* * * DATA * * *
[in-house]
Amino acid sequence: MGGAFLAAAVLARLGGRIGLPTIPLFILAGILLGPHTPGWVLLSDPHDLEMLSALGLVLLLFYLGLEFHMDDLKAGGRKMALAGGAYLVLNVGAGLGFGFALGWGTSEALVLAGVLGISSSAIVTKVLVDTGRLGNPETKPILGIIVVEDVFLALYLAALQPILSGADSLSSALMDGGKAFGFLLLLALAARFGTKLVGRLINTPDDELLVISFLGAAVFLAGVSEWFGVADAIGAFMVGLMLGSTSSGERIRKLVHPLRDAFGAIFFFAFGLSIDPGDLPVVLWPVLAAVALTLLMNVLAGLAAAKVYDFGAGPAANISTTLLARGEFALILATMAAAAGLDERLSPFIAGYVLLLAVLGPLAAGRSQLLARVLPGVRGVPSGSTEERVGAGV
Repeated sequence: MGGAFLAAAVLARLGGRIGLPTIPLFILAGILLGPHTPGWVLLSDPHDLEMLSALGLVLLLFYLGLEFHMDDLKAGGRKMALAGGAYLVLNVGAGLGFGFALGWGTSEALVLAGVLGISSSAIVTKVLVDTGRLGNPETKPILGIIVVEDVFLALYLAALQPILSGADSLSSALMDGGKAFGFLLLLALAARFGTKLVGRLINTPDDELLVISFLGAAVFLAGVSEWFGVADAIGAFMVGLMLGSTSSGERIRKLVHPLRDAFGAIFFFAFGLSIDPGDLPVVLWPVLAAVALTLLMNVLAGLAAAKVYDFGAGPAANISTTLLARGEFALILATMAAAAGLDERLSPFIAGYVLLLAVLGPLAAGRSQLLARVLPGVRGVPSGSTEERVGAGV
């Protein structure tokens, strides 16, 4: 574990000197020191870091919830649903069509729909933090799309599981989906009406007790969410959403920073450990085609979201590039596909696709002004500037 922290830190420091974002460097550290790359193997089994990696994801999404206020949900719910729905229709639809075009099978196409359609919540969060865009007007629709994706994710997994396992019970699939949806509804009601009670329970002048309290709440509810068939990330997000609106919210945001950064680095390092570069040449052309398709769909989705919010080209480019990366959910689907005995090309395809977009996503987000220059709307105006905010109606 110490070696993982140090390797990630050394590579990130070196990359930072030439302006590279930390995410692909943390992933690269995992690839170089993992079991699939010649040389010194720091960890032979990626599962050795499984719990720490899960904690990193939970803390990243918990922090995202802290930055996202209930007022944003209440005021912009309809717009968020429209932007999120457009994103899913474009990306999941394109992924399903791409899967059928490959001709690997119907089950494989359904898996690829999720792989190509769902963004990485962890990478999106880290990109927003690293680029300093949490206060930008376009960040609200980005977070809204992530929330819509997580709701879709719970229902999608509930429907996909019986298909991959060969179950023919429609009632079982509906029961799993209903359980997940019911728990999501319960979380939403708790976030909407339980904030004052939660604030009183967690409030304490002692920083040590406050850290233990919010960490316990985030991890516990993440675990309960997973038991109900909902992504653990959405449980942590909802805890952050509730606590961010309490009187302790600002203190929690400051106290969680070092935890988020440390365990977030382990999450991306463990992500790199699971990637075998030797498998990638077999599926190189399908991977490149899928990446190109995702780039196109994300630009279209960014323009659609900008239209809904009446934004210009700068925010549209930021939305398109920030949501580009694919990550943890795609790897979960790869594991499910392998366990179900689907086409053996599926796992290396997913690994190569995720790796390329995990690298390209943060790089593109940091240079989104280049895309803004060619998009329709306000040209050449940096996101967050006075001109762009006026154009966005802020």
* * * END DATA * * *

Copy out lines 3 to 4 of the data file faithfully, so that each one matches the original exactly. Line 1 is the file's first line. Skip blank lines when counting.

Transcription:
Repeated sequence: MGGAFLAAAVLARLGGRIGLPTIPLFILAGILLGPHTPGWVLLSDPHDLEMLSALGLVLLLFYLGLEFHMDDLKAGGRKMALAGGAYLVLNVGAGLGFGFALGWGTSEALVLAGVLGISSSAIVTKVLVDTGRLGNPETKPILGIIVVEDVFLALYLAALQPILSGADSLSSALMDGGKAFGFLLLLALAARFGTKLVGRLINTPDDELLVISFLGAAVFLAGVSEWFGVADAIGAFMVGLMLGSTSSGERIRKLVHPLRDAFGAIFFFAFGLSIDPGDLPVVLWPVLAAVALTLLMNVLAGLAAAKVYDFGAGPAANISTTLLARGEFALILATMAAAAGLDERLSPFIAGYVLLLAVLGPLAAGRSQLLARVLPGVRGVPSGSTEERVGAGV
């Protein structure tokens, strides 16, 4: 574990000197020191870091919830649903069509729909933090799309599981989906009406007790969410959403920073450990085609979201590039596909696709002004500037 922290830190420091974002460097550290790359193997089994990696994801999404206020949900719910729905229709639809075009099978196409359609919540969060865009007007629709994706994710997994396992019970699939949806509804009601009670329970002048309290709440509810068939990330997000609106919210945001950064680095390092570069040449052309398709769909989705919010080209480019990366959910689907005995090309395809977009996503987000220059709307105006905010109606 110490070696993982140090390797990630050394590579990130070196990359930072030439302006590279930390995410692909943390992933690269995992690839170089993992079991699939010649040389010194720091960890032979990626599962050795499984719990720490899960904690990193939970803390990243918990922090995202802290930055996202209930007022944003209440005021912009309809717009968020429209932007999120457009994103899913474009990306999941394109992924399903791409899967059928490959001709690997119907089950494989359904898996690829999720792989190509769902963004990485962890990478999106880290990109927003690293680029300093949490206060930008376009960040609200980005977070809204992530929330819509997580709701879709719970229902999608509930429907996909019986298909991959060969179950023919429609009632079982509906029961799993209903359980997940019911728990999501319960979380939403708790976030909407339980904030004052939660604030009183967690409030304490002692920083040590406050850290233990919010960490316990985030991890516990993440675990309960997973038991109900909902992504653990959405449980942590909802805890952050509730606590961010309490009187302790600002203190929690400051106290969680070092935890988020440390365990977030382990999450991306463990992500790199699971990637075998030797498998990638077999599926190189399908991977490149899928990446190109995702780039196109994300630009279209960014323009659609900008239209809904009446934004210009700068925010549209930021939305398109920030949501580009694919990550943890795609790897979960790869594991499910392998366990179900689907086409053996599926796992290396997913690994190569995720790796390329995990690298390209943060790089593109940091240079989104280049895309803004060619998009329709306000040209050449940096996101967050006075001109762009006026154009966005802020």